Plugging The Leak

Torches and pitchforks at the ready, the mob advances on their prey. They have decided that the evil in their midst must be driven out at all costs and no other way exists to rid them of this scourge. A vat of boiling tar and a wagon of feathers stands ready as the chanting increases to a fevered pitch. Townsmen brandish their pitchforks over their head as they shout. What is this evil that has so riled the mob? What villain has committed such fowl acts against them that violence is the only answer? Why, it is the law, of course.

The website Wikileaks has riled the US Government by publishing several diplomatic documents that were never intended for public view. The site was founded in 2007 and claims to be a journalism organisation (sic) dedicated to informing the masses and journalistic integrity. They claim to fact check every story they publish and rely on anonymous tips for their content. Simple enough, the history of journalism holds these same principles. True journalism is touted as the fourth estate—a way of keeping government in check by informing the people of what goes on behind the closed doors of the administration and congress. But in recent years, many cynics have decried journalists as being nothing more than mouthpieces for the various political entities. Many claim CNN and the major networks are pro-democrat and Fox news is pro-republican. Most online and print news stories are written specifically to sell advertising that is posted along side.

So it may seem refreshing to have an outlet that posts everything in a relatively objective manner. But Wikileaks doesn’t just report. They have made it a mission to post any and everything that they can get, no matter what the subject or the consequences. Many of the stories they have posted of late were obtained by a soldier who stole sensitive diplomatic documents and passed them along to Wikileaks. Many of these documents are classified as secret or top secret and compromise American interests in foreign countries. It makes our government look bad, and—by extension—makes us look bad.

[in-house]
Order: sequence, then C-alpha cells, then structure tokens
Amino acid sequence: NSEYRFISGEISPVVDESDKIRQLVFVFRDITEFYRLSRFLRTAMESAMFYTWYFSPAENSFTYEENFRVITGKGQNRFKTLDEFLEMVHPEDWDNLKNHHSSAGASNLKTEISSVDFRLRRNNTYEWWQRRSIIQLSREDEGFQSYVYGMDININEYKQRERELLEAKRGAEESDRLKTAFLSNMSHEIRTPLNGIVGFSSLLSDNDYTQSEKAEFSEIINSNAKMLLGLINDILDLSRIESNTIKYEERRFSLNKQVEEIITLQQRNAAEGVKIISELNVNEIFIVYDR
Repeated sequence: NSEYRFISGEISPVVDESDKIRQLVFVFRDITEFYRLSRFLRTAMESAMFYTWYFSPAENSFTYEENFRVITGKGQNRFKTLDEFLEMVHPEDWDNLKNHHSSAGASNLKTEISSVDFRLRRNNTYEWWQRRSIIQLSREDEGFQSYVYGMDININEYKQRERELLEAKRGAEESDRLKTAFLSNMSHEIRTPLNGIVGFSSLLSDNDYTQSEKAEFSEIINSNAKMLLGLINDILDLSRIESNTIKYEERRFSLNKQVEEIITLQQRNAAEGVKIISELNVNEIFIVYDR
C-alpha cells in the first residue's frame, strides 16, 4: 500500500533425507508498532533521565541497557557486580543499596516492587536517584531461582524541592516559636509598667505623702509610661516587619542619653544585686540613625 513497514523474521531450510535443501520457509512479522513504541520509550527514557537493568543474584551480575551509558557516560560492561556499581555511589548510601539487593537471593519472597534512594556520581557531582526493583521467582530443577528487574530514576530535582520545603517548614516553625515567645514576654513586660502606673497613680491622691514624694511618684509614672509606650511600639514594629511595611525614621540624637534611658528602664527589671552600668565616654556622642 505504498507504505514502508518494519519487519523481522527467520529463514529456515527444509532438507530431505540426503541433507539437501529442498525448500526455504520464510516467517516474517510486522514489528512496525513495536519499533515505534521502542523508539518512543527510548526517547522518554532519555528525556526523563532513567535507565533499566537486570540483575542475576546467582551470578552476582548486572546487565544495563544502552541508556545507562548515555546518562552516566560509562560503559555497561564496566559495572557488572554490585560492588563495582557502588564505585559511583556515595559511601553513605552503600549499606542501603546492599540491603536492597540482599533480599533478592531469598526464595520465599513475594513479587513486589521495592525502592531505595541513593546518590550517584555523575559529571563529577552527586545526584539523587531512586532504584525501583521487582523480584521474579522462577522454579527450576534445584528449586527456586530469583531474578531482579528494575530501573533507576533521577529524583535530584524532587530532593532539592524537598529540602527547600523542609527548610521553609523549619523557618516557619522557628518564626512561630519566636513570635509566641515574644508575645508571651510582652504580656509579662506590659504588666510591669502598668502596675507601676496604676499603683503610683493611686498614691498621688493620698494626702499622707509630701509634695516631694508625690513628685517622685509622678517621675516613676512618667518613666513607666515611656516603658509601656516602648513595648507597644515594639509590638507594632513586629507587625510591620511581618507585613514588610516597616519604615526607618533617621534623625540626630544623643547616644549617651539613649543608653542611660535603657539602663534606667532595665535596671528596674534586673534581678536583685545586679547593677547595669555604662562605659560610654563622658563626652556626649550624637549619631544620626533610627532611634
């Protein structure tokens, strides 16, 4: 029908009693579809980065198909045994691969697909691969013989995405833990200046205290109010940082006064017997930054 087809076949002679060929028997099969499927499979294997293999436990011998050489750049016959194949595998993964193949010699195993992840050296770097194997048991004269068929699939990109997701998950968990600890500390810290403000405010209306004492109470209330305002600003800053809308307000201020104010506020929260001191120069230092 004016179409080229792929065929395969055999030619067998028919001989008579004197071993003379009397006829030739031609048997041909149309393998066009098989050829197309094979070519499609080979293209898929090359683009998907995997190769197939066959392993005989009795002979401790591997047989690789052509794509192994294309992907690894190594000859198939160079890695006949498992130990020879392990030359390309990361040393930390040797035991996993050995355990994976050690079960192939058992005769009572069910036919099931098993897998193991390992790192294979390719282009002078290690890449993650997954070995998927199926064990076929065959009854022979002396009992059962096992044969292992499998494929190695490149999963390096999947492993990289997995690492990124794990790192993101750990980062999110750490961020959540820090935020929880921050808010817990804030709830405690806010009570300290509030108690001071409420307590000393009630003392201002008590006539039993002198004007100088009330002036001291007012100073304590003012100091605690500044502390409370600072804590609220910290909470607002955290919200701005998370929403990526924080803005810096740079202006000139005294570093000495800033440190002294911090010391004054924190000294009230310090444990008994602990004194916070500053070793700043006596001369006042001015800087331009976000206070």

There are just some things that the people don’t need to know. Yes, there are many things that we do need to know that we don’t know, but in reality, most of what these documents reveal have no direct bearing on the average Joe’s daily life, or are anything that Joe needs to be concerned about. They should have remained secret if for no other reason than to not bother anyone. But they were leaked.

The government promptly brought pressure to bear to try to stave the leak, as did many businesses (some claim this was because of government pressure) such as Amazon, Visa and Paypal. Wikileaks is funded primarily by donation through these sites and without the revenue its survival could be in trouble. Enter the mob.

Many young idealistic nerds have rallied to WIkileak’s defense, railing against the oppressive government trying to silence the lone voice of truth in the void. These computer geeks have banded together under the clever (sarcasm here) banner known only as “anonymous” and have attacked Paypal, Visa and Amazon in an effort to shut down the sites and force them to start funneling money back to Wikileaks. They use their collective computers to send huge amounts data through the internet to the sites’ servers thus tying them up under the demand and preventing them from servicing their legitimate customers. Downloads of the software needed to coordinate these attacks have increased by the thousands as more hackers join the effort.

This is lunacy. It is not Paypal’s, Amazon’s or Visa’s fault that Wikileaks decided to publish these documents (the act of which is still considered espionage in America and is thus a criminal act). These reputable businesses are just trying to distance themselves from a criminal activity and protect themselves from bad publicity that will surely follow this incident for a while to come. These attacks are not really even about supporting a cause, but now it is more a matter of cyber nerds finding an excuse to be use their antisocial, nerd, geek, hacker behavior to cause mischief.

The real problem is not muzzling the truth. It is not Big Government pressuring business. It is the definition of responsible journalism, and Wikileaks is NOT responsible journalism. Responsible journalism weighs the greater good against revealing information. If it hurts more than it helps, it does not need to be reported.


1 Comment

Filed under Media, Politics, Society

One response to “Plugging The Leak

  1. Dean

    Wikileaks is DANGEROUS! It’s that simple.


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